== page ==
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Health

2022 Baton Rouge Mardi Gras events face uncertain future amid COVID surge

SWB.JBE_07012020
Paul Braun
/
WRKF
East Baton Rouge Parish Mayor-President Sharon Weston Broome participates in a COVID-19 media briefing alongside Louisiana Gov. John Bel Edwards. July 1, 2020.

The Louisiana Department of Health reported 9,290 new cases of COVID-19 on Tuesday, marking the continuation of a weeks-long trend that has seen case numbers and hospitalization rise sharply as the omicron variant spreads across the state and the country.

The Baton Rouge area reported 612 cases, prompting concern from East Baton Rouge Parish officials. Mayor-President Sharon Weston Broome held a press conference Tuesday with local health experts to brief the public on the COVID situation in the parish and how it would affect city-parish events.

Broome said Tuesday that it is too early to say if the surge will force the cancellation of the city’s slated Mardi Gras balls and parades this year, but did announce that Martin Luther King Jr. Day events would be moving online to reduce COVID risk among celebrants.

Broome expects to reschedule the planned series of MLK Day service projects in February after health officials expect the omicron variant to have peaked.

“It’s a fluid and changing situation,” Broome said. “We’re just encouraging people to mitigate right now, and I believe that as I confer with our medical experts and as we get through January, they will have a better grip on what we can and should do for February, including Mardi Gras.”

Baton Rouge area health professionals urged people to stay abreast of the latest recommendations from the Centers for Disease Control and Prevention and state public health officials to mitigate their risk of contracting and spreading the highly transmissible variant.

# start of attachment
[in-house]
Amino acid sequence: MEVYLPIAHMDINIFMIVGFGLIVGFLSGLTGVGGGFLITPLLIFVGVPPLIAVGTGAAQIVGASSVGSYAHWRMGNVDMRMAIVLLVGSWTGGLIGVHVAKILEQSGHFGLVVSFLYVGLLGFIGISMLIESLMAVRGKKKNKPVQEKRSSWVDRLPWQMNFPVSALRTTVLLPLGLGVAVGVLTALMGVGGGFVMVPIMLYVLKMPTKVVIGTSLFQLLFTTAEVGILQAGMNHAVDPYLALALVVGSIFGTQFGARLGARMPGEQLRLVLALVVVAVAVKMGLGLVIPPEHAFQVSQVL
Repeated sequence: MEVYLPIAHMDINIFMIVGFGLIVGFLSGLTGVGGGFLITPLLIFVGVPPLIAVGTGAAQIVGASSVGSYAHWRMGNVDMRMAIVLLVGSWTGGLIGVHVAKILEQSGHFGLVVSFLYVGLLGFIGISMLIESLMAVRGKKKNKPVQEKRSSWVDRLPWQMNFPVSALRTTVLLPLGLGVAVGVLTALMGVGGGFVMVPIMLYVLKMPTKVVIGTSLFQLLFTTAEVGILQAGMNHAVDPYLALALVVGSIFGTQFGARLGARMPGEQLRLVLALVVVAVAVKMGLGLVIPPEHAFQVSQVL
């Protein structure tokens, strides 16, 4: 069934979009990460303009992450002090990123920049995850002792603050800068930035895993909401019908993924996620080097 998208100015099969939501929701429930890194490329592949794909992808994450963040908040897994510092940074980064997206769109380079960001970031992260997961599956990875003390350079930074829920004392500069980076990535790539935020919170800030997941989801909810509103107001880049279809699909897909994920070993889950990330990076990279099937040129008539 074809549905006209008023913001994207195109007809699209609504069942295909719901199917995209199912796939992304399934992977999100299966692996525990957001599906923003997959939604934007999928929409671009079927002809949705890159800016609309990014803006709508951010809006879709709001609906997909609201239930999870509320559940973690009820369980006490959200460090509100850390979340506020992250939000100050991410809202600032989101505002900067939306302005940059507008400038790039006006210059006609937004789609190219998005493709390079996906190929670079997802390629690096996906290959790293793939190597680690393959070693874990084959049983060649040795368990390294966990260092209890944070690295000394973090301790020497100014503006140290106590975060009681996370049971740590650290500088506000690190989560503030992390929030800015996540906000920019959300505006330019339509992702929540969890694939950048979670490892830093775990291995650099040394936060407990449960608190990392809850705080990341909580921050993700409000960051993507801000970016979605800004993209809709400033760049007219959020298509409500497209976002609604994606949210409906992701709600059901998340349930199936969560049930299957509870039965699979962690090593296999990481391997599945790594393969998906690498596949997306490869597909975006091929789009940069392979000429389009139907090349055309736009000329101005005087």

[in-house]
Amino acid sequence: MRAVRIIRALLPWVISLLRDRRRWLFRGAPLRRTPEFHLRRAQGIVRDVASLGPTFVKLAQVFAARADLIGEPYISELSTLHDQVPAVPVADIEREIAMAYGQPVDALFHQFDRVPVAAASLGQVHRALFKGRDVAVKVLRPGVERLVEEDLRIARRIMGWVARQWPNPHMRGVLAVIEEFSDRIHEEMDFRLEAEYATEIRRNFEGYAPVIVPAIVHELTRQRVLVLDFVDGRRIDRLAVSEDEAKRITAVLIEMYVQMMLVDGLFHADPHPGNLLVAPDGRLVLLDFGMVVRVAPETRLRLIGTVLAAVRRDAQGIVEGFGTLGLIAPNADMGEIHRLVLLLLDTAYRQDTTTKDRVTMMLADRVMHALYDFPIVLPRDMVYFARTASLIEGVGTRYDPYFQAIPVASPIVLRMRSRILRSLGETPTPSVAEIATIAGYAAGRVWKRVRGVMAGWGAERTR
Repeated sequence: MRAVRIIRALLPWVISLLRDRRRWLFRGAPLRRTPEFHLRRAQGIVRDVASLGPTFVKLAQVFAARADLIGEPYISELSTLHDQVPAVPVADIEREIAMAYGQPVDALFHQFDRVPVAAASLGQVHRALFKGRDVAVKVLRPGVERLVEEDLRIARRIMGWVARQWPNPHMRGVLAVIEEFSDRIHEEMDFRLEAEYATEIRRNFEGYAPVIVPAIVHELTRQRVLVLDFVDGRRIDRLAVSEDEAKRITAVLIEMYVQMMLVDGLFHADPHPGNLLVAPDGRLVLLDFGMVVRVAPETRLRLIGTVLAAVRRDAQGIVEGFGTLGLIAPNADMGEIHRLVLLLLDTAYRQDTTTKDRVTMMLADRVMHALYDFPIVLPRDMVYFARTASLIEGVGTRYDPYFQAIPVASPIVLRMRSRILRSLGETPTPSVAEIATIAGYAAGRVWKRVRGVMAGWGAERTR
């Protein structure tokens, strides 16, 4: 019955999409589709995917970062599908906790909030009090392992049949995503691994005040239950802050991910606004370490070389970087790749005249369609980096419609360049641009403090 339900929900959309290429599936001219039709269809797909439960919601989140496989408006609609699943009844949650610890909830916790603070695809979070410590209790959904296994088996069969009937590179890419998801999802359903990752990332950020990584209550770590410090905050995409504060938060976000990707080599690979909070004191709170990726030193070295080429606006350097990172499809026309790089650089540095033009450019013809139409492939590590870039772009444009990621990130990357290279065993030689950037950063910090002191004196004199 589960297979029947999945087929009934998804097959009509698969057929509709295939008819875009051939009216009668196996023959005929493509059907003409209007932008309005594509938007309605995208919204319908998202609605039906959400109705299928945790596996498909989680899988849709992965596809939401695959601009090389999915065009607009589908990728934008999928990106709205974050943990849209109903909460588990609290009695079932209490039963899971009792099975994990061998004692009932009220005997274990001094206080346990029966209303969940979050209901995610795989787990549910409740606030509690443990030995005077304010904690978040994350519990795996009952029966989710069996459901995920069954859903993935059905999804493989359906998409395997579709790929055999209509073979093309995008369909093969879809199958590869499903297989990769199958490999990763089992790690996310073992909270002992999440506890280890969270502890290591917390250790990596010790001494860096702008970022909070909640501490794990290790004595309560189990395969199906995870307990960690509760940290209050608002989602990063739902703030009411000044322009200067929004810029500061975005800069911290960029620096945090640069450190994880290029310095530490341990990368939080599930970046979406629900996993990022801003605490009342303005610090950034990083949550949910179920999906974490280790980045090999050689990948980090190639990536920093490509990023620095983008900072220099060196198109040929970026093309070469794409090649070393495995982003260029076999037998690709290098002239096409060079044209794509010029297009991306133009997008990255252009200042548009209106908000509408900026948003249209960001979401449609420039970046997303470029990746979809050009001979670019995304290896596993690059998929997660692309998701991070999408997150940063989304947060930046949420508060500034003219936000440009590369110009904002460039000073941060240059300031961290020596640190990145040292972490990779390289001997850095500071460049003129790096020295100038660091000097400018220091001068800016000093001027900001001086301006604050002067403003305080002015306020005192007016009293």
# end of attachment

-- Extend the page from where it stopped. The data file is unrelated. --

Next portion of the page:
That means wearing masks, practicing social distancing and self-isolating if exposed to COVID or if experiencing flu-like symptoms.

The CDC now strongly recommends booster shots for all people age 12 and older and has modified its self-isolation guidelines to accommodate a nationwide shortage in COVID tests.

Also individuals who may have been exposed to COVID-19 are encouraged not to seek out a test unless they exhibit symptoms. Even those who have mild symptoms may be told to self-isolate at home until their symptoms abate. Five days after they are symptom-free, they may be cleared to return to school or work as long as they wear a well-fitted mask.

But recent changes to the CDC’s recommendations around booster shots and quarantine periods have sowed doubt among the public.

“We understand your frustration with dealing with these two years of COVID,” Dr. Mike Rolfsen of the Baton Rouge Clinic said. “You hear mask, then don’t mask. You hear how many vaccines you need. You hear testing ability change: first, we have it, then we don’t have it. You need to understand that these guidelines change based on what we see in the community and the country.”

Dr. Louis Minsky, Chief of Staff of the Baton Rouge General Medical Center, said the number of COVID patients in his hospital has quadrupled since the week before Christmas. But unlike the delta surge, only 15% require treatment in the intensive care unit — a far smaller percentage than the 50% who required intensive care over the summer.

And the hospitalized patients of this COVID-19 surge are, on average, much older than those who contracted the delta variant over the summer. At the peak of the delta surge, 45% of patients were under the age of 50.

“This time it’s about 22%,” Minsky said.

Minsky said it is clear that vaccinations and booster doses are the most effective protection available against the omicron variant.

The majority of patients hospitalized at Baton Rouge General with COVID-19 are unvaccinated, Minksy said, and among the relatively few vaccinated patients in the hospital, 75% had not received a booster shot.

That remains true for the rest of the parish. As of Jan. 2, 86% of COVID-19 hospitalized patients in East Baton Rouge parish were not fully vaccinated, according to the Louisiana Department of Health.

“There’s no doubt the mitigation message should be ‘vaccinate, vaccinate, vaccinate, wear your mask when it’s appropriate and social distance,’” Minsky said.

To see the latest data on COVID and vaccinations in Louisiana, click here.